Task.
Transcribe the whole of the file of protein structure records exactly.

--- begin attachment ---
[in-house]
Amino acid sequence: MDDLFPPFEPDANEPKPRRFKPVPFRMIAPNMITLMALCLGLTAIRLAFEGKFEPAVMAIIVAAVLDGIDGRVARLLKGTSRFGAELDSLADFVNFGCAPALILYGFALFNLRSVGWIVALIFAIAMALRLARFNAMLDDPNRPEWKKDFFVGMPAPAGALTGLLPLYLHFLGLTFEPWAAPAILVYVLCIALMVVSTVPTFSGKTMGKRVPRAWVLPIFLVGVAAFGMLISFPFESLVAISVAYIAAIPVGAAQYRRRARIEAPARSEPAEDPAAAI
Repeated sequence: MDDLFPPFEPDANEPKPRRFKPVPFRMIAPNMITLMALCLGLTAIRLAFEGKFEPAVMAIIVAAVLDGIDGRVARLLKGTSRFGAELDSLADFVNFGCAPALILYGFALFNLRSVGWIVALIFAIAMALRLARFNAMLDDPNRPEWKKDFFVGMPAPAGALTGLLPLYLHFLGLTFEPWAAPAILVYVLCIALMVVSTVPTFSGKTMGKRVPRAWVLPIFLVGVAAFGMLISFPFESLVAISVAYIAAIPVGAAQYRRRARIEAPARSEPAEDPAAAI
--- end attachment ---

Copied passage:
[in-house]
Amino acid sequence: MDDLFPPFEPDANEPKPRRFKPVPFRMIAPNMITLMALCLGLTAIRLAFEGKFEPAVMAIIVAAVLDGIDGRVARLLKGTSRFGAELDSLADFVNFGCAPALILYGFALFNLRSVGWIVALIFAIAMALRLARFNAMLDDPNRPEWKKDFFVGMPAPAGALTGLLPLYLHFLGLTFEPWAAPAILVYVLCIALMVVSTVPTFSGKTMGKRVPRAWVLPIFLVGVAAFGMLISFPFESLVAISVAYIAAIPVGAAQYRRRARIEAPARSEPAEDPAAAI
Repeated sequence: MDDLFPPFEPDANEPKPRRFKPVPFRMIAPNMITLMALCLGLTAIRLAFEGKFEPAVMAIIVAAVLDGIDGRVARLLKGTSRFGAELDSLADFVNFGCAPALILYGFALFNLRSVGWIVALIFAIAMALRLARFNAMLDDPNRPEWKKDFFVGMPAPAGALTGLLPLYLHFLGLTFEPWAAPAILVYVLCIALMVVSTVPTFSGKTMGKRVPRAWVLPIFLVGVAAFGMLISFPFESLVAISVAYIAAIPVGAAQYRRRARIEAPARSEPAEDPAAAI